Use of Databases and Statistics in Historical Research

This post was contributed by one of our anonymous volunteers, who has been doing the fiddly but essential job of going over the data and trying to spot and correct issues. This means that they’ve seen pretty much all of the project data (including the 1000s of cases currently being prepared for public release). As a result, they’re in an ideal situation to think across data – and as this post shows, to make wider connections. As before (see their previous post here), we’re very grateful to the volunteer for everything they’re doing.

 

Some years ago in the 1990s, when I was teaching History to Undergraduates, I was involved in devising a short course on the use of statistics in historical research. The simple thought behind this course was that, as more historical information became available online, it would be useful for historians to understand basic statistical techniques in order to make sense of the data.

This started by asking the students to construct a simple database from a United Kingdom Census of their own choosing, incorporating about 250 lines of data covering names, gender, ages, occupations, numbers of children and housing locations. Several of the students chose their home town; others chose Bristol, where we were based. From this simple database, the students were tasked with extracting information that might be deemed useful to a researcher. Some of the correlations that were arrived at were surprising; it also showed the widely differing thought processes of the students! Most did the simple things – listing age groups, gender groups and child numbers and correlating some of these with occupations, for example. But some students went well beyond that, raising some interesting questions that produced simple answers and added to the students’ knowledge.

One student covered an inner-city area of Birmingham and was surprised to find “Boatwright” among the occupations. He wrote that this was odd “because Birmingham was so far from the sea”. He had obviously not known about the extensive canal network in and around Birmingham! Another found a man of 87 listed as “Sexton-gravedigger” in a small village in the Cotswolds. This student queried the accuracy of the age for such a job, but people in rural areas needed to work, and not everyone would want to dig graves for a living.

I performed a study of my own, which was used as a template for the students to follow; this involved the 1881 Census of a street in St Jude’s, a poor area of inner-city Bristol, with a row of only seven houses which gave rise to nearly 500 lines of data! These were houses of multiple occupation, mainly with one family to a room, but some of these families were of up to 12 people. As I worked through the data, it became clear that the majority of people living in this street worked at two factories close by. The men were largely occupied in a rendering plant whilst the women worked as seamstresses, sometimes from their homes. Some of the children were listed as “Scholars”, but I suspect that very few actually went to any kind of school; education had been made compulsory by the 1870 Forster Education Act and it appears to have been common practice for parents to tell the Census Enumerators that their child was attending school to avoid any punishment. Some children of the age of only 10 were listed as having a working occupation; I noted that some older children worked for the Great Western Railway in Bristol.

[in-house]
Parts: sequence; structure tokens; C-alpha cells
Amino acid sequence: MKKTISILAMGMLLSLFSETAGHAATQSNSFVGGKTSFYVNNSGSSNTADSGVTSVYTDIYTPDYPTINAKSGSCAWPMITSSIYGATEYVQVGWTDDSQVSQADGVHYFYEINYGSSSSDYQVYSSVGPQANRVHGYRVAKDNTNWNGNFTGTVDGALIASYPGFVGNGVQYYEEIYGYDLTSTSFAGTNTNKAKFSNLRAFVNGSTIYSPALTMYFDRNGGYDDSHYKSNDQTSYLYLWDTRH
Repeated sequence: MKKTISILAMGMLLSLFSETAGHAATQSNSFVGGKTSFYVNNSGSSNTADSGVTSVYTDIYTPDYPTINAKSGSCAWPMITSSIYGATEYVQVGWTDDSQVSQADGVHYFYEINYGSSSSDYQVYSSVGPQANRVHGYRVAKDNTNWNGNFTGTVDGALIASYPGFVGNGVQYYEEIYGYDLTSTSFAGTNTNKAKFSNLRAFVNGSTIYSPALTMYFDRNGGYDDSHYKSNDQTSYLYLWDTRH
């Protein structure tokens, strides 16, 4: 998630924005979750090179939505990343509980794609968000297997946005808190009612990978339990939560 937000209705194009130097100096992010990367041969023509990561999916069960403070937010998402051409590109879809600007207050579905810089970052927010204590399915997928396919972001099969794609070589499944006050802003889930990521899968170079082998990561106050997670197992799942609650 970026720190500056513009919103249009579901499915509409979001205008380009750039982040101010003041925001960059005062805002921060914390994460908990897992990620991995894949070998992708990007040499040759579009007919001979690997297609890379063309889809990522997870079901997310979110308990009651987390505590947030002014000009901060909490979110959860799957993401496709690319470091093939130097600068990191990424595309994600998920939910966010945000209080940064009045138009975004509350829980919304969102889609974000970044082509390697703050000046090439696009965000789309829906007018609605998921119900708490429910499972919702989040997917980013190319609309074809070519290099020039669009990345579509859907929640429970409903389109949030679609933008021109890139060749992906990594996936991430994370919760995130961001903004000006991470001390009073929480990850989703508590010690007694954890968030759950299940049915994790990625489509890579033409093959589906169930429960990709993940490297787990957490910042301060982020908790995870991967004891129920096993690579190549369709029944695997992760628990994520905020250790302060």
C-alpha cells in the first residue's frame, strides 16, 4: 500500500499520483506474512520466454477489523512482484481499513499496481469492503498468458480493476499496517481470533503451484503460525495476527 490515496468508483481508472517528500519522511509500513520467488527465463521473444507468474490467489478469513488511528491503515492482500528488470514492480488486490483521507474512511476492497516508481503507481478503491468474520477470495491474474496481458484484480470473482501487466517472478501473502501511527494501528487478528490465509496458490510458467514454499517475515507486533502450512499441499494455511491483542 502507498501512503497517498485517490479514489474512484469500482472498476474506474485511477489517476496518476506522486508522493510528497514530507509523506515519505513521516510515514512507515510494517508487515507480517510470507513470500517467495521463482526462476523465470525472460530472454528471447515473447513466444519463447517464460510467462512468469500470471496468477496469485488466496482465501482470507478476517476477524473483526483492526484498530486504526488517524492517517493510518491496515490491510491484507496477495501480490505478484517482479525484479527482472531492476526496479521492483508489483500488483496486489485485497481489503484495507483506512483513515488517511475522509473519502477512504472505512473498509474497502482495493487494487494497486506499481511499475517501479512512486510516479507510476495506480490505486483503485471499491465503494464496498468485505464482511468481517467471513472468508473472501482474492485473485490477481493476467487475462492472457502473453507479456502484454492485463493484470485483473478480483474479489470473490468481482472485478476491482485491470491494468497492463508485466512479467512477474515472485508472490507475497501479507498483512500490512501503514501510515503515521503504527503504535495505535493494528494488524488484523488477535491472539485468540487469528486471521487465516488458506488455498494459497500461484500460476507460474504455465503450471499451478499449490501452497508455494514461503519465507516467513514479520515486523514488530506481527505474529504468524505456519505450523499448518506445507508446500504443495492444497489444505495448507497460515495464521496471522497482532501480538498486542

I visited the street in central Bristol where my Census records had been taken. At the time of my visit there were no buildings, just a cleared site waiting for re-development. The pavement with a metal kerb still existed and the street was paved with cobbles, probably the ones that were there in 1881, over a hundred years before. I found some photographs of the street in local newspaper archives and wondered about the way of life of those people crammed into those seven houses.

I decided to have a look at the Census for 1891, just to see if anything had changed. Surprisingly, many of the family surnames names were still there, but not always at the same address. In addition, some of the ages had not advanced by exactly ten years; this I put down to the possibility of “guesstimates” given to Enumerators previously. Many of the occupations had changed with a wider range being seen in 1891.

A database is much more than a simple listing of facts. If someone is tracing a family member and finds their name on the Railway Work, Life & Death database, they might just take the details of the incident and lodge that into their family tree. But what if they decided to look a little bit further? What if they checked how many other people there were in the same occupation as their family member who suffered from an accident, or death? Did other peoples’ incidents occur in the same way (there was a recent post on shunting as a dangerous occupation, for example, or the post on number-taking) or in the same locations (tunnels, for example)? Whilst the family tree researcher may not directly benefit their own research by looking more widely, there would be a Benthamite benefit to the history research community.

As we move away from the difficulties of the year 2020 (hopefully!), would it not be a useful thing to offer any correlations that could be made from their family members’ details with others that might be of use to a wider audience? Offer to write a blog post about what you have found. For a 2021 New Year resolution, I would like researchers to think a little more “outside their box” and show that even a cursory wider look at the Railway Work, Life & Death database might reveal more than was thought possible. Happy researching!

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